How To Calculate Your Daily Sugar Limit Properly


Last Friday, the Drug and Food Administration proposed that the daily amount for added sugars should not exceed 10 percent of the calories we eat. So, do you think you’re consuming too much? Don’t think that only the white crystals in your coffee count as sugar, no. Sugar can be found in many places and in various forms: fructose comes from fruits and honey, lactose from milk and yogurt, sucrose from sugar cane, the list goes on and on.

So, what’s the best course of action? Damon Gameau, an Australian actor and filmmaker advises that you should always read the nutrition label – not rely on your taste buds.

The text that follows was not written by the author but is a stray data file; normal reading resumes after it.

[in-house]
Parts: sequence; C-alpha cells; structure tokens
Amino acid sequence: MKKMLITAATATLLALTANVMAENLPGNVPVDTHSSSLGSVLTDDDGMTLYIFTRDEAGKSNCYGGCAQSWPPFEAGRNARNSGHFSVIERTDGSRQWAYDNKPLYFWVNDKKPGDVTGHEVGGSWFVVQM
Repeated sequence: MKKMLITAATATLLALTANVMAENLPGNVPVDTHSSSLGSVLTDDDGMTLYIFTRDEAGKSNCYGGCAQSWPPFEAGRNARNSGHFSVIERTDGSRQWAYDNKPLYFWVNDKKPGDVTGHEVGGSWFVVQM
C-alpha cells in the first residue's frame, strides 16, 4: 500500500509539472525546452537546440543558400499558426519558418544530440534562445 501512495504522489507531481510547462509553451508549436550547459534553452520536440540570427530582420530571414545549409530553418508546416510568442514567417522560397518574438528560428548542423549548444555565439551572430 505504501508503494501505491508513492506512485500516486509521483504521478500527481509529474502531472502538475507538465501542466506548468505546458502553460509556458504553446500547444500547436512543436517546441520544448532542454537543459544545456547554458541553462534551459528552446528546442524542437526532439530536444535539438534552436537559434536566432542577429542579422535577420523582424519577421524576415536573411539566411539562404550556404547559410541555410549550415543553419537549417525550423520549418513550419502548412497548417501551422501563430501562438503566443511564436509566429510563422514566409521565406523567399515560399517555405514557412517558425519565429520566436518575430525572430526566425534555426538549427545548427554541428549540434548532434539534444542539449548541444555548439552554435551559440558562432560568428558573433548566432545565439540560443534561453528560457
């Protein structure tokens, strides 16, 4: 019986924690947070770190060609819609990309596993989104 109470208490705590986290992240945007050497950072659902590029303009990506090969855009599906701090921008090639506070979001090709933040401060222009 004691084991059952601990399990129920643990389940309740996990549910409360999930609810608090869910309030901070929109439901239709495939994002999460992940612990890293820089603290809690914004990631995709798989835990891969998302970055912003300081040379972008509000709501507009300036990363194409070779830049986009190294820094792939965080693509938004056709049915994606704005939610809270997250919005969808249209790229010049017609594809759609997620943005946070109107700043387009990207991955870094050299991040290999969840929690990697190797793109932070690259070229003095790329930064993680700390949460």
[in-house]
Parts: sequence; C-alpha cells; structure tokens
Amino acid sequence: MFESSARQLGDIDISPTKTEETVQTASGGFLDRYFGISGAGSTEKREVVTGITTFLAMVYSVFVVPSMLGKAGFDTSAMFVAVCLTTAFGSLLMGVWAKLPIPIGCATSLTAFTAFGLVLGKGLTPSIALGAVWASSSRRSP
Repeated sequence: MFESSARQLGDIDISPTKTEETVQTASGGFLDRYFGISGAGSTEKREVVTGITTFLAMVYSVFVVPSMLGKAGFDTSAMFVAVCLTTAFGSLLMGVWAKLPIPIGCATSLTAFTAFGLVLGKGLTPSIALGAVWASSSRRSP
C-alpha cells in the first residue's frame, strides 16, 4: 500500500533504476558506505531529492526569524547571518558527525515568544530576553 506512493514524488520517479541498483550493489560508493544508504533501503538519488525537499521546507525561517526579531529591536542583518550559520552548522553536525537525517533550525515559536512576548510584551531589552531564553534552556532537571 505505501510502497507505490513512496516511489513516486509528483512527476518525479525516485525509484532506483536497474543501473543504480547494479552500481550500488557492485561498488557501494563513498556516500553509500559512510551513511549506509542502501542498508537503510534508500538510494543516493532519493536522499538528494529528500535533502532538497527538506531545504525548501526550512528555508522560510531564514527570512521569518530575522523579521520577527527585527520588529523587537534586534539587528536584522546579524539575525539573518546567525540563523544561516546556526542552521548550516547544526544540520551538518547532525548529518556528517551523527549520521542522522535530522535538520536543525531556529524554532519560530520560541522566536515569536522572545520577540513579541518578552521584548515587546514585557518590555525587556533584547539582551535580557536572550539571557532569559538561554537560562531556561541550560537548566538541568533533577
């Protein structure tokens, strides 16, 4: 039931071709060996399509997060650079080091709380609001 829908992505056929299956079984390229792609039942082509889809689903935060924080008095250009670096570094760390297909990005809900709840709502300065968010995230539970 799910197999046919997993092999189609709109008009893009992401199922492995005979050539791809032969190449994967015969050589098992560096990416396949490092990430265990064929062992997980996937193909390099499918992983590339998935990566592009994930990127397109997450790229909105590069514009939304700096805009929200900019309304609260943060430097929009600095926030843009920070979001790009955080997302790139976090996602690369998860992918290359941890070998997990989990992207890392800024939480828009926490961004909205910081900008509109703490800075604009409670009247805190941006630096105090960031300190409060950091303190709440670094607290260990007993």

To sum it up, here’s a short guideline how to limit your daily sugar intake:

1. The first and most important goal is to limit, not remove added sugars.

2. FDA suggests no more than 10 percent of daily calories from added sugars.

If you take 2000 calories, take 50 grams of added sugars, which amounts to about 12 teaspoons.

3. The “rule of 4” can help you calculate added sugar intake.

Take the number you get from calculating 10 percent of your daily calories and divide it by 4 to get your daily sugar grams; then divide the grams by 4 to get the amount of teaspoons you need, it’s easier that way.

4. Always read the nutrition label for added sugars – don’t rely on your taste buds!

Taking too much sugar leads to the deterioration of looks and possible health problems (some of which are fairly serious). Don’t mess around, start calculating!


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